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Publication - Dr Jennifer Whillans

    The consequences of self-reported vision change in later-life

    evidence from the English Longitudinal Study of Ageing

    Citation

    Matthews, K, Nazroo, J & Whillans, JA, 2017, ‘The consequences of self-reported vision change in later-life: evidence from the English Longitudinal Study of Ageing’. Public Health Journal, vol 142., pp. 7-14

    Abstract

    Objectives
    Using longitudinal data, we investigate whether deterioration and improvement in self-reported vision among people aged 50 years and older in England experience subsequent changes in various aspects of economic, psychological and social well-being.

    Study design
    Longitudinal random effects modelling.

    Methods
    We used six waves of the biennial English Longitudinal Study of Ageing spanning 2002–2012. Self-reported vision change was classed as an increase or decrease in self-reported level of vision between each wave and effects on depression, satisfaction with life, quality of life, social engagement and equivalized income were examined. Models were adjusted for health, employment and wealth.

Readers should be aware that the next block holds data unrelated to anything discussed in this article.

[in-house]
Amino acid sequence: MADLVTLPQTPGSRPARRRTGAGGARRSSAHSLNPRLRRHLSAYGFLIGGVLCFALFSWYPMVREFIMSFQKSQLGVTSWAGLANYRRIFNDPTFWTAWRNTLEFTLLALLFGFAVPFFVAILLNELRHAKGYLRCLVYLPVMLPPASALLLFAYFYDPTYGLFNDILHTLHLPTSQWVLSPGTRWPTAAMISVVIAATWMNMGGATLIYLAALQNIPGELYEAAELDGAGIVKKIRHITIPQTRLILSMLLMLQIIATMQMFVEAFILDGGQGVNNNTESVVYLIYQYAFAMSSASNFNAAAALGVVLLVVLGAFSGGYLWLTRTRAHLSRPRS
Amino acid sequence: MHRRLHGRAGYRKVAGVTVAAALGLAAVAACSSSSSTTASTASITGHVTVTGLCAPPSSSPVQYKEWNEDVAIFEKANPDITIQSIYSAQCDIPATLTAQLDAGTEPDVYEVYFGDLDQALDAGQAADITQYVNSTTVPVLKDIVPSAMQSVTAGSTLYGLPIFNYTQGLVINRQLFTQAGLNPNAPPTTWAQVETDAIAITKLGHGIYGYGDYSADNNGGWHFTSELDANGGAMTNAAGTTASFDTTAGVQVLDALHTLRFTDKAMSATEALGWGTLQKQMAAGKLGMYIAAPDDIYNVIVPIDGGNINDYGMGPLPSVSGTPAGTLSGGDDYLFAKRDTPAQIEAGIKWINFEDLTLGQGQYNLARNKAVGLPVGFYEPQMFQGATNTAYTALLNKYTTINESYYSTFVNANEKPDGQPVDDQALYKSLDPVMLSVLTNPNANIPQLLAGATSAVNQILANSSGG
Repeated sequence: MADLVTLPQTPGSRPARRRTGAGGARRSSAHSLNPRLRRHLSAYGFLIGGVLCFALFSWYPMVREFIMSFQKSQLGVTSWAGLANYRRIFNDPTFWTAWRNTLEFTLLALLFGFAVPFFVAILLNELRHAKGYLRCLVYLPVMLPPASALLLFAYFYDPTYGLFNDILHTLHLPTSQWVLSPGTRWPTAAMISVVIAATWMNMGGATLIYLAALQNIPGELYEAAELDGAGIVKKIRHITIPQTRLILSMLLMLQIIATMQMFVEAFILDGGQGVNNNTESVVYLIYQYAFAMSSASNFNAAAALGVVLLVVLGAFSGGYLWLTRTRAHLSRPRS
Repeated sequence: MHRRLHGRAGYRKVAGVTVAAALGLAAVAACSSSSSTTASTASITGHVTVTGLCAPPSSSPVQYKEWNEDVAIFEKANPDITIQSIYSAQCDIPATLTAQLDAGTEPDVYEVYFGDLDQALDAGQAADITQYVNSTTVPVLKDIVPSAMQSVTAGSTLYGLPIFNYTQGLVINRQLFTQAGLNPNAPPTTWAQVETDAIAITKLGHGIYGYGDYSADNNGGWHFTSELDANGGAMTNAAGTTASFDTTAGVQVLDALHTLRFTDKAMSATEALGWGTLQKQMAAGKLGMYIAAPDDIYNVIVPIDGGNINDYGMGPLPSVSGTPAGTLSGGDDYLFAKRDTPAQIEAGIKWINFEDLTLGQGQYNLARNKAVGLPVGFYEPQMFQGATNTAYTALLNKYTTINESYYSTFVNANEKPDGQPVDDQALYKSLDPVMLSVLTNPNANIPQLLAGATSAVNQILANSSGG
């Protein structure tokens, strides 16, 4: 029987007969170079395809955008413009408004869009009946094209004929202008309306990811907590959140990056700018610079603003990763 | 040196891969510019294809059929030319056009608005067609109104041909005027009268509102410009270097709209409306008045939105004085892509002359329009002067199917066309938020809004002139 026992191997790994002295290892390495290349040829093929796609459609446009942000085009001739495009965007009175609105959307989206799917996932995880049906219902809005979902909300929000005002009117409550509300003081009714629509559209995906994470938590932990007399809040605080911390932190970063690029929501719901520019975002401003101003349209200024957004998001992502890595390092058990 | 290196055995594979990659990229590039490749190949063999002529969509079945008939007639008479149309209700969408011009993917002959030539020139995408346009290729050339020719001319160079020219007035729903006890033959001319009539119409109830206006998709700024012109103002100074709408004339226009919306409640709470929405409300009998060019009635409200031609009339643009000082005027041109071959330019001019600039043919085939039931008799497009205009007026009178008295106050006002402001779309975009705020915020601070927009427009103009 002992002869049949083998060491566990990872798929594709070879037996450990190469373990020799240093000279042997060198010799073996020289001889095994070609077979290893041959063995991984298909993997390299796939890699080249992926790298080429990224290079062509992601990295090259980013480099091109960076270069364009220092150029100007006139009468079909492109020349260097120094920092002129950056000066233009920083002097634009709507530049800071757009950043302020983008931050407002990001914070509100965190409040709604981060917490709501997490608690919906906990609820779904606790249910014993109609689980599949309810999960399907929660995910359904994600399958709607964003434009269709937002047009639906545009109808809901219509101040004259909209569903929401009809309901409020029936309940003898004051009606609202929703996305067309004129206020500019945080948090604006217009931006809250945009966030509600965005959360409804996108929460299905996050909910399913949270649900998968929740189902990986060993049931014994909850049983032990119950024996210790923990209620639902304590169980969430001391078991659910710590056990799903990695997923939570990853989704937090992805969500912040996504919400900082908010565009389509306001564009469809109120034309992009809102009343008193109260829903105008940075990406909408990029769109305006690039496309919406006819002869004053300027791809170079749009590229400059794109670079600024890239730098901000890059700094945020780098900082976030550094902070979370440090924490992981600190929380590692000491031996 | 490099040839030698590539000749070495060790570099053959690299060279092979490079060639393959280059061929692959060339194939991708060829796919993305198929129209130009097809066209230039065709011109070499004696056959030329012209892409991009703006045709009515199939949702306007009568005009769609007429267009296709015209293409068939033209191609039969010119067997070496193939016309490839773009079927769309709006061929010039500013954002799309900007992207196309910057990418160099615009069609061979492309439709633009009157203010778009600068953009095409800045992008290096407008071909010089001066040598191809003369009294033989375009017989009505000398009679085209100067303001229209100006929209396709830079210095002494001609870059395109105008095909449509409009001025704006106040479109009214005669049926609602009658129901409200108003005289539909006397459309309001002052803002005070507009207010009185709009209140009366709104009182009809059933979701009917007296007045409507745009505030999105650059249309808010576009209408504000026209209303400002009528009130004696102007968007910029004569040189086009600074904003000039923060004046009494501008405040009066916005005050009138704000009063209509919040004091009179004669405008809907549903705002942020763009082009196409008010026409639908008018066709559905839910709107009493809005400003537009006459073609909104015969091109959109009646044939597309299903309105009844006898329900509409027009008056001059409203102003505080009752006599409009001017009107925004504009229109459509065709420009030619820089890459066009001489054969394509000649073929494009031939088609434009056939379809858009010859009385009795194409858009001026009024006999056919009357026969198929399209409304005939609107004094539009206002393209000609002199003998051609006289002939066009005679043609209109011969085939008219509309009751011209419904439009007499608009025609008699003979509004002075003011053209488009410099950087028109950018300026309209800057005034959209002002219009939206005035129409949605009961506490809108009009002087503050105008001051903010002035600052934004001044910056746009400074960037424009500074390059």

Results
    All well-being outcomes worsened among respondents experiencing deterioration in self-reported vision, and declined most among individuals with the poorest self-reported vision at baseline and follow-up. Results were significant in fully adjusted models for those deteriorating from optimal to suboptimal vision levels. Improvement in self-reported vision was associated with significantly better satisfaction with life, quality of life and social engagement when the improvement was from suboptimal to optimal vision levels.

    Conclusions
    Preventing deterioration in vision is the best means of ensuring well-being is not negatively affected by changes to sight. In addition, ensuring vision problems are corrected where possible may lead to improvements in well-being.

    Full details in the University publications repository